Special Wish Leads to Special Concert

The bells of Berea College’s carillon rang out with familiar tunes as Marlene Payne, an alumna and former faculty member who taught at the College during the past four decades, presented a special concert to eager listeners. Payne, who graduated from the College in 1961, learned to play the carillon about 10 years ago after taking lessons from John Courter, an internationally known carillonneur and former music professor at Berea College. After Courter’s death in 2010, Payne performed concerts on campus regularly and coordinated visits to Berea by other carillonneurs from all around the U.S. and other nations.

 

Marlene Payne '61

Marlene Payne ’61, faculty member at Berea College for four decades, carillonneur for 10 years

Although Payne was the star performer, her special concert was a well-orchestrated community effort by volunteers including an EMS medical team, music faculty, communications staff, public safety officers from the College and personnel from the hospice who are providing care for her. After months of being back and forth in the hospital, Payne’s condition is currently on a more stable plateau, so the volunteers made the arrangements to grant her wish to play the carillon again.

Marlene Payne '61

Marlene Payne ’61 finds an old but faithful seat.

Surrounded by a host of family, friends and former colleagues and students, as well as the EMS team who carried her in a special chair up the long flight of steps in the tower of Draper Hall, Payne was seated at the carillon keyboard. Her concert featured familiar hymns, such as Softly and Tenderly Jesus is Calling, Let There Be Peace on Earth and Amazing Grace, as well as a special song originally composed by her daughter Deborah Payne and scored for the carillon by the late John Courter. The concert produced lots of smiles and laughter, as well as many memories for the intimate audience in the tower. A wider audience gathered on the Berea College Quadrangle below as the notes pealed out across the crisp January air.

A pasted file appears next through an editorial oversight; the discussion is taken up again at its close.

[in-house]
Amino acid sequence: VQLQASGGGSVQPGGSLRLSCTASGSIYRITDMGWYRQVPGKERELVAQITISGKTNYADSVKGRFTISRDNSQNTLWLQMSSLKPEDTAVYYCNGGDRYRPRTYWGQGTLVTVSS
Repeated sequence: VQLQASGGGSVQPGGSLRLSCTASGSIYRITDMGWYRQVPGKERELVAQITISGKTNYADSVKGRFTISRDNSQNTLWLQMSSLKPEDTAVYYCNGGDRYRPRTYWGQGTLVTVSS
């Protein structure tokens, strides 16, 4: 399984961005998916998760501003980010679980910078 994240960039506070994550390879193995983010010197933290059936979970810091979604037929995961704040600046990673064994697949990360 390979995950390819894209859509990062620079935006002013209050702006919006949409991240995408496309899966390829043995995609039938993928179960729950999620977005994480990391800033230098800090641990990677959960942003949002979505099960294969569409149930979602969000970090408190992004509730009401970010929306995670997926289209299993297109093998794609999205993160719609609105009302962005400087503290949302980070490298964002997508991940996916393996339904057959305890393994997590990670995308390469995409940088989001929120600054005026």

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Berea College, the first interracial and coeducational college in the South, focuses on learning, labor and service. The College admits only academically promising students with limited financial resources, primarily from Kentucky and Appalachia, although students come from 40 states and 70 countries. Every Berea student receives a Tuition Promise Scholarship, which means no Berea student pays for tuition. Berea is one of nine federally-recognized Work Colleges, so students work 10 hours or more weekly, earning money for books, housing and meals. The College’s motto, “God has made of one blood all peoples of the earth,” speaks to its inclusive Christian character.